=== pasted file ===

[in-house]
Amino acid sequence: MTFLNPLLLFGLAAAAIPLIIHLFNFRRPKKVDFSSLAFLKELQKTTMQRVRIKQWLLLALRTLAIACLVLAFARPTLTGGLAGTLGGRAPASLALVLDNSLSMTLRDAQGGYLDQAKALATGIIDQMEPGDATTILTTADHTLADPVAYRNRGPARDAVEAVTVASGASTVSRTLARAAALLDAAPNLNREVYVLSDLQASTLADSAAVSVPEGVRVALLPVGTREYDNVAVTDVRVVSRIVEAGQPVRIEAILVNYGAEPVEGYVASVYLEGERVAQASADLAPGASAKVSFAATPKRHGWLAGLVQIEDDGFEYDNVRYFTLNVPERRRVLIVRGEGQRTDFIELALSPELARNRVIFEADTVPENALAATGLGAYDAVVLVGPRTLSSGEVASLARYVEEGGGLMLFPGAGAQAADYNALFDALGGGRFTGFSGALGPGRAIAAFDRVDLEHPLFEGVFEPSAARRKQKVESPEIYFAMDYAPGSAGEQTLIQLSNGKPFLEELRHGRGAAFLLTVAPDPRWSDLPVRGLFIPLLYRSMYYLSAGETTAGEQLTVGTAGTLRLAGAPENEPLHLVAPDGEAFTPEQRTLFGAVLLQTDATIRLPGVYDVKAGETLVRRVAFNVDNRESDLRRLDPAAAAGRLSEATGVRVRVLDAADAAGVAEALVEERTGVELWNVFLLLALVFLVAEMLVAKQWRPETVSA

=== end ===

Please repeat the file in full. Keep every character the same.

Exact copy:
[in-house]
Amino acid sequence: MTFLNPLLLFGLAAAAIPLIIHLFNFRRPKKVDFSSLAFLKELQKTTMQRVRIKQWLLLALRTLAIACLVLAFARPTLTGGLAGTLGGRAPASLALVLDNSLSMTLRDAQGGYLDQAKALATGIIDQMEPGDATTILTTADHTLADPVAYRNRGPARDAVEAVTVASGASTVSRTLARAAALLDAAPNLNREVYVLSDLQASTLADSAAVSVPEGVRVALLPVGTREYDNVAVTDVRVVSRIVEAGQPVRIEAILVNYGAEPVEGYVASVYLEGERVAQASADLAPGASAKVSFAATPKRHGWLAGLVQIEDDGFEYDNVRYFTLNVPERRRVLIVRGEGQRTDFIELALSPELARNRVIFEADTVPENALAATGLGAYDAVVLVGPRTLSSGEVASLARYVEEGGGLMLFPGAGAQAADYNALFDALGGGRFTGFSGALGPGRAIAAFDRVDLEHPLFEGVFEPSAARRKQKVESPEIYFAMDYAPGSAGEQTLIQLSNGKPFLEELRHGRGAAFLLTVAPDPRWSDLPVRGLFIPLLYRSMYYLSAGETTAGEQLTVGTAGTLRLAGAPENEPLHLVAPDGEAFTPEQRTLFGAVLLQTDATIRLPGVYDVKAGETLVRRVAFNVDNRESDLRRLDPAAAAGRLSEATGVRVRVLDAADAAGVAEALVEERTGVELWNVFLLLALVFLVAEMLVAKQWRPETVSA